My children grew up in an autocratic household with non-negotiable expectations. “You will make your bed before you go to school.” “You will respect your elders and teachers.” And the biggest mandate, “You will go to college.”
No questions. No excuses. No exceptions.
Understandably, I was recently taken aback when my 5-year-old grandson asked me, “Grandma, did you go to college?”
“Well, of course I did,” I answered and quickly added, “And so will you.”
Apparently, my grandson is not impressed with tried-and-true autocracy. He retorted, “No, I will not because I heard on TV that most black guys go to prison and not to college.”
Let me assure you that no child, including my grandson, wants to go to prison. However, no child should believe that going to prison is more of a probability than going to college based on gender and skin color.
My grandson is not alone in repeating, and more alarmingly, perhaps believing what was first disseminated in 2001 by the Justice Policy Institute report “Cellblocks or Classrooms.” The report contained a sentence that is still widely quoted: “Nearly a third more African-American men are incarcerated than in higher education.”
This dogma perpetrates a distorted image of African-American males that affects how the public and the educational systems perceive and act toward them. To more alarm, this negative impression is absorbed in the minds of young African-American boys and hurts how they see themselves now and in the future.
Truth be told, there are now more African-American men in college than in prison.
A recent Howard University review of college enrollment data found that African-American male college enrollment increased 108.5 percent from 2001 to 2011. Their representation in higher education is 5 percent, which is about proportional to their 5.5-percent representation of the U.S. adult population.
There are 1.4 million African-American men in college and 840,000 in prison.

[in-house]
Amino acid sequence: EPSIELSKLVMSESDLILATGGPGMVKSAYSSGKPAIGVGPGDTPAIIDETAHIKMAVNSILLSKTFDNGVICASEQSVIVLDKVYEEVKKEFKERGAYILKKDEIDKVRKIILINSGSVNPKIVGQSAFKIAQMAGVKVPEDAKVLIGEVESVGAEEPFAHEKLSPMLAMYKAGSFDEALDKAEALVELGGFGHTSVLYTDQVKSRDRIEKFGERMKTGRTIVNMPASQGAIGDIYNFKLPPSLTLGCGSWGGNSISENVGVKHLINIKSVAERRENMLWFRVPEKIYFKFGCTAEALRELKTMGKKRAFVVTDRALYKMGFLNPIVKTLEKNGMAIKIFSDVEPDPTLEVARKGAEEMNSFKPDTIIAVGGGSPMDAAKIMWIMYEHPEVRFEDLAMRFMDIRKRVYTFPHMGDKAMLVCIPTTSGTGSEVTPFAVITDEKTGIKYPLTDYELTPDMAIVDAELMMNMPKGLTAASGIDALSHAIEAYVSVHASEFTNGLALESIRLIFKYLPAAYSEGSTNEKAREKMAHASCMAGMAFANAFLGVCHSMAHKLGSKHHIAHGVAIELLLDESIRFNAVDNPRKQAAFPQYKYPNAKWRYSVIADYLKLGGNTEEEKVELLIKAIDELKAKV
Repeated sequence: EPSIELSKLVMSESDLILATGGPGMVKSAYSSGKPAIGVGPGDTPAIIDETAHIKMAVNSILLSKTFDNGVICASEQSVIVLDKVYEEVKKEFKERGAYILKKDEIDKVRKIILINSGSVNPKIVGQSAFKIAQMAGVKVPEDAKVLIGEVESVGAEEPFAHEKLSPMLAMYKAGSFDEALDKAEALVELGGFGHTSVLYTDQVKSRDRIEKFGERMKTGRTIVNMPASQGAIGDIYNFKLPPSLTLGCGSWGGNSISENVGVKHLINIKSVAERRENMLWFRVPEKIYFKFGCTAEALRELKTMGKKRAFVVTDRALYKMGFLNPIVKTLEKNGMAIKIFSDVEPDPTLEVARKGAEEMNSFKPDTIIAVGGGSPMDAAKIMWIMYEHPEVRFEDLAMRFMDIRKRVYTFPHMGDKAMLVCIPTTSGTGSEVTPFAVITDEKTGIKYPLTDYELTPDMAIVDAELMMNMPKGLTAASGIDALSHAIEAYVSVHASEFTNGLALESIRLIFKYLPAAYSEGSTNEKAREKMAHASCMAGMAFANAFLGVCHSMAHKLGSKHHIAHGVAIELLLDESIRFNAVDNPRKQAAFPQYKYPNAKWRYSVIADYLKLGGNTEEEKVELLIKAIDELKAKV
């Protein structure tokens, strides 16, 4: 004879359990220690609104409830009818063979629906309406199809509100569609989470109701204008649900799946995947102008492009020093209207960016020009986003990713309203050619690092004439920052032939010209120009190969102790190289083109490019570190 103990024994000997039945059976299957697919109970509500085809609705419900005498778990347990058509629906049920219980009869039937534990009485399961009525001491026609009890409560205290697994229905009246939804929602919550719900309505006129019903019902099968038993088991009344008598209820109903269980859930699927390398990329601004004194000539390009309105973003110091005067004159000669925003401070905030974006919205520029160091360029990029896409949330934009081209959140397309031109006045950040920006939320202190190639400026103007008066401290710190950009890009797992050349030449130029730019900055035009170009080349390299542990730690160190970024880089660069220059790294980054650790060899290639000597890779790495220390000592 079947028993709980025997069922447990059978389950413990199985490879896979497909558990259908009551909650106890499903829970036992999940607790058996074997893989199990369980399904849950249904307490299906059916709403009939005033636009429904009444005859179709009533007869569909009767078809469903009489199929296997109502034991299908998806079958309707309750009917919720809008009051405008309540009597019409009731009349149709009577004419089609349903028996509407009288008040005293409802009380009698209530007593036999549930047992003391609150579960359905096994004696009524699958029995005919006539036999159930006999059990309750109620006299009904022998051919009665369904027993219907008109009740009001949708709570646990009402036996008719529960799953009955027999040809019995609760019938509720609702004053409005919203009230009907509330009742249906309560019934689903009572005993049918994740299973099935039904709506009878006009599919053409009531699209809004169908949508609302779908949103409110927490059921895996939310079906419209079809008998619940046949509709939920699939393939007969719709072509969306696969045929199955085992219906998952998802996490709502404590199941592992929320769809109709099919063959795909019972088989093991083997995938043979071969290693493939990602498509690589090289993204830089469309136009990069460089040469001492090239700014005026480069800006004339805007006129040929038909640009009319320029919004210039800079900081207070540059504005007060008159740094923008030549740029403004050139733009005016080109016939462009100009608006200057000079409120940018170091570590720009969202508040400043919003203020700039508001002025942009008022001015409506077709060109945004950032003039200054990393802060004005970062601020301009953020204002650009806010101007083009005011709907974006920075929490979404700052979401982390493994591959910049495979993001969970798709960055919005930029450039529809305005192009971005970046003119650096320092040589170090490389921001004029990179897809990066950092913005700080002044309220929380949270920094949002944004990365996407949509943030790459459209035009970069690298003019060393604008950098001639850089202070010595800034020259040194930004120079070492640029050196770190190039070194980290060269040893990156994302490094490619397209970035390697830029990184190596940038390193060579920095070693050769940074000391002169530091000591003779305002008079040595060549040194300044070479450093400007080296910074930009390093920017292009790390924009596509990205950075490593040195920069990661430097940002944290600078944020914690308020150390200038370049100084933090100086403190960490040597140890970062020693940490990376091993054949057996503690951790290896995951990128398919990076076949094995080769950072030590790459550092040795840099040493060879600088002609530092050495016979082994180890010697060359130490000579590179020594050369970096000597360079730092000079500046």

However, as much as I would like to feel better about this trend, it’s not yet time to pop the bubbly. Why? Because the 10 colleges in America that enroll the most African-American males consist of three for-profit colleges, four community colleges and three public four-year institutions. So while African-American males are overrepresented in for-profit and community colleges, they are grossly underrepresented in selective universities.
Many education-reform-minded leaders, including Gov. Pence, make a persuasive case that not every Indiana high school student is college-bound, and improving vocational education for Indiana students will increase private-sector employment and economic growth.
Yet it is also true that all Hoosier youth, especially underrepresented African-American males, should be afforded the best education to prepare the willing and able to enroll and graduate from state universities and colleges.
There are examples of area high schools that rightfully boast about their college preparatory curriculums and expectations that enhance their graduates’ admission into the best universities in the country. For example, Fishers High School’s advanced placement website states that “all college bound students should complete at least one AP course prior to graduation.”
However, majorities of African-American students in metro Indianapolis attend schools offering too few AP courses.
So the good news is that another myth about African-American males bites the dust.
However, it is vital that young African-American males are afforded outstanding educational environments with adequate resources, highly qualified teachers, and college preparatory curriculums with the goal to increase their enrollment and success in the most selective universities and colleges in Indiana.•
Westerhaus-Renfrow is a visiting lecturer at the Kelley School of Business at IUPUI, president of Higher Ed Consultants LLC, and a former vice president of diversity and inclusion at the NCAA. Send comments on this column to email@example.com.